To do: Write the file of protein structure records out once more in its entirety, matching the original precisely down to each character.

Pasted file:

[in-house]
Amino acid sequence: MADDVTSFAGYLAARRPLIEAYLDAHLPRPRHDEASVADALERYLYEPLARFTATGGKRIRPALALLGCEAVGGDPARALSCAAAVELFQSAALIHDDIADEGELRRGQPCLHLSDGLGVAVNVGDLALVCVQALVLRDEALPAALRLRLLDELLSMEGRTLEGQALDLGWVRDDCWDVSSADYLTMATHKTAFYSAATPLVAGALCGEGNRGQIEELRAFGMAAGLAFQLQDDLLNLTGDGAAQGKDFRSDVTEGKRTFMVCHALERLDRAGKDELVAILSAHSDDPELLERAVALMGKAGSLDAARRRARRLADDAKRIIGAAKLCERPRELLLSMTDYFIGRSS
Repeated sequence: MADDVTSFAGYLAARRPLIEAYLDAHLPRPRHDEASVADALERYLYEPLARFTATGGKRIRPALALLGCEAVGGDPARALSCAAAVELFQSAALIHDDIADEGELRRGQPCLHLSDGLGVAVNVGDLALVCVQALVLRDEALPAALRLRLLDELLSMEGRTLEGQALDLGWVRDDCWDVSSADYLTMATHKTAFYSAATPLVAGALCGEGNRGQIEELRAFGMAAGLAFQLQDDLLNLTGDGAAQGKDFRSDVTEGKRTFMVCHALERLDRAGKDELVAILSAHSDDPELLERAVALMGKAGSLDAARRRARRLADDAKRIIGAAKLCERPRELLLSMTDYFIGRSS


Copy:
[in-house]
Amino acid sequence: MADDVTSFAGYLAARRPLIEAYLDAHLPRPRHDEASVADALERYLYEPLARFTATGGKRIRPALALLGCEAVGGDPARALSCAAAVELFQSAALIHDDIADEGELRRGQPCLHLSDGLGVAVNVGDLALVCVQALVLRDEALPAALRLRLLDELLSMEGRTLEGQALDLGWVRDDCWDVSSADYLTMATHKTAFYSAATPLVAGALCGEGNRGQIEELRAFGMAAGLAFQLQDDLLNLTGDGAAQGKDFRSDVTEGKRTFMVCHALERLDRAGKDELVAILSAHSDDPELLERAVALMGKAGSLDAARRRARRLADDAKRIIGAAKLCERPRELLLSMTDYFIGRSS
Repeated sequence: MADDVTSFAGYLAARRPLIEAYLDAHLPRPRHDEASVADALERYLYEPLARFTATGGKRIRPALALLGCEAVGGDPARALSCAAAVELFQSAALIHDDIADEGELRRGQPCLHLSDGLGVAVNVGDLALVCVQALVLRDEALPAALRLRLLDELLSMEGRTLEGQALDLGWVRDDCWDVSSADYLTMATHKTAFYSAATPLVAGALCGEGNRGQIEELRAFGMAAGLAFQLQDDLLNLTGDGAAQGKDFRSDVTEGKRTFMVCHALERLDRAGKDELVAILSAHSDDPELLERAVALMGKAGSLDAARRRARRLADDAKRIIGAAKLCERPRELLLSMTDYFIGRSS